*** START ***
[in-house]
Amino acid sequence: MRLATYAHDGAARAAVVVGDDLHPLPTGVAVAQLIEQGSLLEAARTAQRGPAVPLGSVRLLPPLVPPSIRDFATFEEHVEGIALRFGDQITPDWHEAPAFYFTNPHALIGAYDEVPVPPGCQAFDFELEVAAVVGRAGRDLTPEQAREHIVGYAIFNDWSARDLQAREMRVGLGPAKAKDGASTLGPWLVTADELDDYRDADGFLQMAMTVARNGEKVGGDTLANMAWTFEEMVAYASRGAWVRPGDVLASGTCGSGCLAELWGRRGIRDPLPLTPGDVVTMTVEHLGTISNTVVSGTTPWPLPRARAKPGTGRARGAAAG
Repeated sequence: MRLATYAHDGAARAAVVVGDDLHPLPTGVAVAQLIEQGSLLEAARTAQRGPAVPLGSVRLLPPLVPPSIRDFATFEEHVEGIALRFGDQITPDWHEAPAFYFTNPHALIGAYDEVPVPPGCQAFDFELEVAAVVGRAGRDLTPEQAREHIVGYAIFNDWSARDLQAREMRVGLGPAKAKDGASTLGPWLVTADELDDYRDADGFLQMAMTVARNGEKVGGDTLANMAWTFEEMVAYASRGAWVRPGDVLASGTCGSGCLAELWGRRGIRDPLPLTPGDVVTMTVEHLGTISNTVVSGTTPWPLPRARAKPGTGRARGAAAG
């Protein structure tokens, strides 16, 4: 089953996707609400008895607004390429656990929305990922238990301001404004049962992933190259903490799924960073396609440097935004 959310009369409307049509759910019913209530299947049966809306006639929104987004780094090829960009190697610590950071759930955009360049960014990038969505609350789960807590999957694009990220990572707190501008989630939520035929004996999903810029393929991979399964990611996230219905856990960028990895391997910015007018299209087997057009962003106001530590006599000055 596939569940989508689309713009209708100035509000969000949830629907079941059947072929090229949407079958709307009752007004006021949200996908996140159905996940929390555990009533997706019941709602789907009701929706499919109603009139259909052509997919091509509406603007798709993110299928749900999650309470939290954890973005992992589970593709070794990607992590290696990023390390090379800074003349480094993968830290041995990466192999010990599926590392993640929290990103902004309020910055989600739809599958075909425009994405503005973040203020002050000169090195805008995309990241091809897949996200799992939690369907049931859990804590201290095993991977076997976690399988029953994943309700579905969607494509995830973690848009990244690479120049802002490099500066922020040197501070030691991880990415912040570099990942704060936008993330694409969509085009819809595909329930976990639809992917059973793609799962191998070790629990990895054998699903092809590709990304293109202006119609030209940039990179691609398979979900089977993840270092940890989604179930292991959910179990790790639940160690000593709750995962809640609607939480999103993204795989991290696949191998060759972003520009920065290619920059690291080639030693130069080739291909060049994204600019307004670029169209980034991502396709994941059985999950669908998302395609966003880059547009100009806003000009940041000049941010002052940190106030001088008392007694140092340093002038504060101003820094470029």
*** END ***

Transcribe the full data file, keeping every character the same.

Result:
[in-house]
Amino acid sequence: MRLATYAHDGAARAAVVVGDDLHPLPTGVAVAQLIEQGSLLEAARTAQRGPAVPLGSVRLLPPLVPPSIRDFATFEEHVEGIALRFGDQITPDWHEAPAFYFTNPHALIGAYDEVPVPPGCQAFDFELEVAAVVGRAGRDLTPEQAREHIVGYAIFNDWSARDLQAREMRVGLGPAKAKDGASTLGPWLVTADELDDYRDADGFLQMAMTVARNGEKVGGDTLANMAWTFEEMVAYASRGAWVRPGDVLASGTCGSGCLAELWGRRGIRDPLPLTPGDVVTMTVEHLGTISNTVVSGTTPWPLPRARAKPGTGRARGAAAG
Repeated sequence: MRLATYAHDGAARAAVVVGDDLHPLPTGVAVAQLIEQGSLLEAARTAQRGPAVPLGSVRLLPPLVPPSIRDFATFEEHVEGIALRFGDQITPDWHEAPAFYFTNPHALIGAYDEVPVPPGCQAFDFELEVAAVVGRAGRDLTPEQAREHIVGYAIFNDWSARDLQAREMRVGLGPAKAKDGASTLGPWLVTADELDDYRDADGFLQMAMTVARNGEKVGGDTLANMAWTFEEMVAYASRGAWVRPGDVLASGTCGSGCLAELWGRRGIRDPLPLTPGDVVTMTVEHLGTISNTVVSGTTPWPLPRARAKPGTGRARGAAAG
């Protein structure tokens, strides 16, 4: 089953996707609400008895607004390429656990929305990922238990301001404004049962992933190259903490799924960073396609440097935004 959310009369409307049509759910019913209530299947049966809306006639929104987004780094090829960009190697610590950071759930955009360049960014990038969505609350789960807590999957694009990220990572707190501008989630939520035929004996999903810029393929991979399964990611996230219905856990960028990895391997910015007018299209087997057009962003106001530590006599000055 596939569940989508689309713009209708100035509000969000949830629907079941059947072929090229949407079958709307009752007004006021949200996908996140159905996940929390555990009533997706019941709602789907009701929706499919109603009139259909052509997919091509509406603007798709993110299928749900999650309470939290954890973005992992589970593709070794990607992590290696990023390390090379800074003349480094993968830290041995990466192999010990599926590392993640929290990103902004309020910055989600739809599958075909425009994405503005973040203020002050000169090195805008995309990241091809897949996200799992939690369907049931859990804590201290095993991977076997976690399988029953994943309700579905969607494509995830973690848009990244690479120049802002490099500066922020040197501070030691991880990415912040570099990942704060936008993330694409969509085009819809595909329930976990639809992917059973793609799962191998070790629990990895054998699903092809590709990304293109202006119609030209940039990179691609398979979900089977993840270092940890989604179930292991959910179990790790639940160690000593709750995962809640609607939480999103993204795989991290696949191998060759972003520009920065290619920059690291080639030693130069080739291909060049994204600019307004670029169209980034991502396709994941059985999950669908998302395609966003880059547009100009806003000009940041000049941010002052940190106030001088008392007694140092340093002038504060101003820094470029």